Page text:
Cambodia Outlook Conference (COC)


“Revitalising Cambodia: Sustaining Development After COVID-19”
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“The government has been trying to transform the [COVID-19] crisis into opportunities, by accelerating in-depth reforms to improve the business climate and strengthen Cambodia’s competitiveness.”

Keynote speech by Samdech Akka Moha Sena Padei Techo Hun Sen Prime Minister of Cambodia at the 14th Outlook Conference

Cambodia’s development is at a crossroads

The 14th Outlook Conference held on 6 October 2022 brought together leaders in government, business, development, and academics to discuss these important issues. The conference  focused on exploring possible ways forward for Cambodia to achieve inclusive and sustainable development in the context of post-COVID-19 recovery in order to achieve upper-middle income country status by 2030. This policy brief outlines the policy considerations which emerged from the conference, beginning with risks and opportunities facing Cambodia, changes that should be made to Cambodia’s pre-COVID economic strategy, and the urgent actions that public private partnerships should undertake to achieve economic development.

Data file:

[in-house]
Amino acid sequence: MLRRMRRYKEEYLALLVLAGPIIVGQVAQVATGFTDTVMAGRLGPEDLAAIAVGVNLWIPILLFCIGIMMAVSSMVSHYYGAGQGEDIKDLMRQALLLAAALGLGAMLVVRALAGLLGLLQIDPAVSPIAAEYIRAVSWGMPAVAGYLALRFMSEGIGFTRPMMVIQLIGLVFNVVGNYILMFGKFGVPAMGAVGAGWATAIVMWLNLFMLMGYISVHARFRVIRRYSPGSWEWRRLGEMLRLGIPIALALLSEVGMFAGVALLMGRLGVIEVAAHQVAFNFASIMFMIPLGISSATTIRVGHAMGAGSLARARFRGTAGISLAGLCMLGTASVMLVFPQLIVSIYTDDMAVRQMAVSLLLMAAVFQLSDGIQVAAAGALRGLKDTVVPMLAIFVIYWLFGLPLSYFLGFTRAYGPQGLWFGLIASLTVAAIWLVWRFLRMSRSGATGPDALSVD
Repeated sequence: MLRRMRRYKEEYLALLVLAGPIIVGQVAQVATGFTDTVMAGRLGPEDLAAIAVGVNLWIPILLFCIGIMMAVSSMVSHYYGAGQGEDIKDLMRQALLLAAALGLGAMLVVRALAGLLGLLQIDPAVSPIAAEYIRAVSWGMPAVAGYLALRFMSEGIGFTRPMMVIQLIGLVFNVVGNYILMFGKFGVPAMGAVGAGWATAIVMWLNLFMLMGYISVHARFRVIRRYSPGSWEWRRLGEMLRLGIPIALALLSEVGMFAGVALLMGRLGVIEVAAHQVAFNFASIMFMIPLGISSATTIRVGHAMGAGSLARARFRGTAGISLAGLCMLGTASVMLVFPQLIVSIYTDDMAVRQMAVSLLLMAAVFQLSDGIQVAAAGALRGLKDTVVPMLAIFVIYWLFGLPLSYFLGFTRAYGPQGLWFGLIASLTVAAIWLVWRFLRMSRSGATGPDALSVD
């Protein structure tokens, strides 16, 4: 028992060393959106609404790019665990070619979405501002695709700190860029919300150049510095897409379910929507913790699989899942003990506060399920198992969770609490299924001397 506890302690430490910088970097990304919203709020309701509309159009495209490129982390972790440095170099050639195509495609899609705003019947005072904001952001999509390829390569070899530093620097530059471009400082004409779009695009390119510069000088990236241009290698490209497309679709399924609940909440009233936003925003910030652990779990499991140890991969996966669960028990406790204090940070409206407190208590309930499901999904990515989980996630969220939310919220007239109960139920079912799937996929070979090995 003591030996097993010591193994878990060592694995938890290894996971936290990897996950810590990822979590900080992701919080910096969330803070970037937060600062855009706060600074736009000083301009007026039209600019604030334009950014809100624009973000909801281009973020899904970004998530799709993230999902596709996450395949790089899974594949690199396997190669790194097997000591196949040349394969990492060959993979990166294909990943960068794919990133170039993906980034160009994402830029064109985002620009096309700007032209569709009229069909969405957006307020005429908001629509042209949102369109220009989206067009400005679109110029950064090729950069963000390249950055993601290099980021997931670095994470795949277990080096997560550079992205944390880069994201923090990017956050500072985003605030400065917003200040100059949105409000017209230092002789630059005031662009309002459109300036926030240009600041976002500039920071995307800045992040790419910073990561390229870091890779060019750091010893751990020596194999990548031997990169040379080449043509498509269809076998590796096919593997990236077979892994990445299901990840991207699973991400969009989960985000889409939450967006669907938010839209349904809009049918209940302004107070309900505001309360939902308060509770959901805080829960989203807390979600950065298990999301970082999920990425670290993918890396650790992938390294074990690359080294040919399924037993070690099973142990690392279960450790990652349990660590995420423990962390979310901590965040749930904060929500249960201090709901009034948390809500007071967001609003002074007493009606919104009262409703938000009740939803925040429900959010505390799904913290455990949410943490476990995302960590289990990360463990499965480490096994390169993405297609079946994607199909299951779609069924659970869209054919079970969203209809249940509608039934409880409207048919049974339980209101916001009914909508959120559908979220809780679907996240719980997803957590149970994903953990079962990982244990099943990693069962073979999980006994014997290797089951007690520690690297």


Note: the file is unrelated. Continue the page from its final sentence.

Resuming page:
Prior to the COVID-19 pandemic, Cambodia’s economic development strategy was exemplary. Beginning in 2010 through 2019, the Cambodian economy grew 7% annually making it one of the fastest growing countries in the world and enabling it to achieve lower middle income country status in 2015. However, by 2020, Cambodia experienced its first recession in 30 years placing increased burden on Cambodia’s most vulnerable populations.

COVID-19 and other global pressures, such as environmental degradation, geopolitical instability, and economic nationalism, continue to impact the nation’s development. As a result, Cambodia needs a new direction for growth which will thrive through the new challenges of a continuously changing world.

On the economic front, Cambodia’s growth model needs greater diversification and industrial upgrading, particularly focusing on digital opportunities. Cambodia’s gross domestic product growth in 2020 and 2021 was smaller in comparison to other countries in the region with more diversified export bases. Cambodia also faces geopolitical risks stemming from the war in Ukraine and maintaining a balanced position in the emerging new world order.

On the environmental front, climate change, deforestation, and agricultural water resource governance in the Mekong River threaten the agriculture-dominated rural population. Environmental changes brought about by climate change and governance of water resources is a key issue considering the agricultural sector’s importance for livelihood resilience in Cambodia.